Police have said they are investigating a claim of responsibility allegedly made in the name of the ‘IRA’ for four explosive devices which were sent to buildings in London, including Waterloo Station, and to the University of Glasgow last week.
Police said they were aware of the claim, which was sent to a media outlet in Northern Ireland yesterday using a “recognised codeword.”
Officers said that the packages bore similarities to devices which have been sent by Northern Ireland dissident groups and they had already been looking into that as a line of enquiry.
“We continue to keep an open mind and enquiries continue,” police added in a statement.
Those claiming responsibility on ‘behalf of the IRA’ suggested five explosive devices had been sent, but police said only four had been recovered.
The incident begun on Tuesday morning at the Compass Centre, Heathrow Airport’s head office, shortly before 10am. The package was opened by a member of staff, causing it to initiate and the package to burn.
The building was evacuated and no-one was hurt.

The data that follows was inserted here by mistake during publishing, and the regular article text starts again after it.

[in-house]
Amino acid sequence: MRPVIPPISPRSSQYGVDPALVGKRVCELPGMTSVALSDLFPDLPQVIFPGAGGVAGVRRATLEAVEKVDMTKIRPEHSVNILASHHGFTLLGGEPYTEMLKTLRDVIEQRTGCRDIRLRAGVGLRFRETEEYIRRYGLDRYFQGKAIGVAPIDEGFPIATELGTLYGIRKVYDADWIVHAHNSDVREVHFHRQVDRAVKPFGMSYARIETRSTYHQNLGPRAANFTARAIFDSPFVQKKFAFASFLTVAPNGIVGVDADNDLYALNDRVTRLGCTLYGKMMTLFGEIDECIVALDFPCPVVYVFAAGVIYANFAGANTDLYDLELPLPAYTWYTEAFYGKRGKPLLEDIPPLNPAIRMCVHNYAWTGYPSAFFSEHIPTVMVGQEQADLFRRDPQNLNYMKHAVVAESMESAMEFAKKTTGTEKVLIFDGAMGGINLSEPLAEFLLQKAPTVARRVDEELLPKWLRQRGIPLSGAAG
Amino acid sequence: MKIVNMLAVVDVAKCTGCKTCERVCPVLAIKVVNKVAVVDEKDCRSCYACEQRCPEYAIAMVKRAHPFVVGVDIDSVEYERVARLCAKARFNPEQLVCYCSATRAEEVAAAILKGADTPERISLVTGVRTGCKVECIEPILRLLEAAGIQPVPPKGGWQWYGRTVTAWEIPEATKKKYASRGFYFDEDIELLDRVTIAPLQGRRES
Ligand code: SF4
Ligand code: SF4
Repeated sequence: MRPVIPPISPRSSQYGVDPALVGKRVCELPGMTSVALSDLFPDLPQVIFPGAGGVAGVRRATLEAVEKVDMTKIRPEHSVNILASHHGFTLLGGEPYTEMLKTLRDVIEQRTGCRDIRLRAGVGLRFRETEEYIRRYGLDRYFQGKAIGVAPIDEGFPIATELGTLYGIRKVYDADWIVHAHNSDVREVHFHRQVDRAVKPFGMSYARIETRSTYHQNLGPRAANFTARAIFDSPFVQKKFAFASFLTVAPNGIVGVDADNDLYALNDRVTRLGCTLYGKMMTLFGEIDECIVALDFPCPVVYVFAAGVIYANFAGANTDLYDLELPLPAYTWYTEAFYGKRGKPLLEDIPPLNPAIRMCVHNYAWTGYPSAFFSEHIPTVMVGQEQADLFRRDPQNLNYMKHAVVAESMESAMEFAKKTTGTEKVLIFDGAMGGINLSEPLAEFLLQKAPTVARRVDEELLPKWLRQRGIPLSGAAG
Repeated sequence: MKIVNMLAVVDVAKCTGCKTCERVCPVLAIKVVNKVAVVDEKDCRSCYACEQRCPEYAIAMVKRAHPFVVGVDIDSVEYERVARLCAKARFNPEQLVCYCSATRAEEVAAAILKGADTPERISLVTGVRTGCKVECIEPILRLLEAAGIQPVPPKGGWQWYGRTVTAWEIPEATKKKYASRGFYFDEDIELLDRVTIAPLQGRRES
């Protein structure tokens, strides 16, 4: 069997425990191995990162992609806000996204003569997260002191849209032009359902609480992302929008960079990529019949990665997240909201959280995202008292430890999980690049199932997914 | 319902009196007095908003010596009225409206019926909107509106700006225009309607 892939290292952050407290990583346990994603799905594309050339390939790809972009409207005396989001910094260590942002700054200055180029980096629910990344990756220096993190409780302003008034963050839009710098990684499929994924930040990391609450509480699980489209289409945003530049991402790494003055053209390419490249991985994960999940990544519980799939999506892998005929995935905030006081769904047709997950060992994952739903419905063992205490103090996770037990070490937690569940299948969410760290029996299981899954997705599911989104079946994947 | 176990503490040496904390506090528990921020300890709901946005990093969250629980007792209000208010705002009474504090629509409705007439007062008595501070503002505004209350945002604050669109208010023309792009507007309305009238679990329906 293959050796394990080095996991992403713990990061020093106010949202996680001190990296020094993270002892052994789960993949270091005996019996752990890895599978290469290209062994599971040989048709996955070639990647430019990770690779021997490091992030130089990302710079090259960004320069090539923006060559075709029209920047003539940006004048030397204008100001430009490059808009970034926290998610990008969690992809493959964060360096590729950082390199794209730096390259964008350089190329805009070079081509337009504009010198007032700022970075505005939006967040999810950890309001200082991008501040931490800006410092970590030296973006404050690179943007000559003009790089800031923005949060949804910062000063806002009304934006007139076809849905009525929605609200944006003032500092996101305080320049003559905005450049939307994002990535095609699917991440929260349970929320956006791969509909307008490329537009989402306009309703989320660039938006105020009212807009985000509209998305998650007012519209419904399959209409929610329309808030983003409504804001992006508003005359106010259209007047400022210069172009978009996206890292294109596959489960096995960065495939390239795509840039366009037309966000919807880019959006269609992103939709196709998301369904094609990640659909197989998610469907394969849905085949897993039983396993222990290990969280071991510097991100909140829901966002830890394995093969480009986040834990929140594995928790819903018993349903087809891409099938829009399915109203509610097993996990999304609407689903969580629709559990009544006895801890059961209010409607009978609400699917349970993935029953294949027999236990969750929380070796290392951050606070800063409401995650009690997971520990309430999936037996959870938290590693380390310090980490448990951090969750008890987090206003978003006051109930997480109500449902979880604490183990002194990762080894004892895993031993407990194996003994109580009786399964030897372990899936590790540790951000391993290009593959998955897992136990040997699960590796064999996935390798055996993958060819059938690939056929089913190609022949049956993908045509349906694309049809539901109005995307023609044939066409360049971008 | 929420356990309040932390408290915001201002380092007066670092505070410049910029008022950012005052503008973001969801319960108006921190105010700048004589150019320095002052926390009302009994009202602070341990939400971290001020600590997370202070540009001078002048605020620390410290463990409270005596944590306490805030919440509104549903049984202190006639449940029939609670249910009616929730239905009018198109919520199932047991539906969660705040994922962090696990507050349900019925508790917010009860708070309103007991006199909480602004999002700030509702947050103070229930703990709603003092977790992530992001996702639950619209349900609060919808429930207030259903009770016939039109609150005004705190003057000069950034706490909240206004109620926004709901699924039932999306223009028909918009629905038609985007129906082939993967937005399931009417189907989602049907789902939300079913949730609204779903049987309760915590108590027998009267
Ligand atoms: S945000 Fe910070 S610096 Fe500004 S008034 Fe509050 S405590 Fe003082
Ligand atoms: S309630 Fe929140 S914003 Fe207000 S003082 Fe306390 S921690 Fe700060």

British Transport Police then received reports of a suspicious device shortly before 12noon in the post-room at Waterloo station. The explosive device was not opened, and was made safe by experts.
A third suspicious package was reported at the offices at City Aviation House, Royal Docks, Newham, which again was not opened and was safely defused.
The following day, a controlled explosion of a suspicious package was carried out at the University of Glasgow in Scotland.
Police said “extensive advice” had been given to businesses and armed forces personnel about the need to remain vigilant, adding the advice would be reiterated in light of the claim.
“We continue to urge the public to remain vigilant and report anything suspicious to police,” added officers.
Suspicious activity can be reported by calling a confidential phone line on 0800 789 321 or filling in a secure form at www.gov.uk/act.
In an emergency always dial 999.
The Met’s Counter Terrorism Command are leading the investigation into the three packages received in London, while Police Scotland is leading the investigation into the package received at the University of Glasgow.
Both teams are working closely together to share any information or intelligence that could help with their investigations.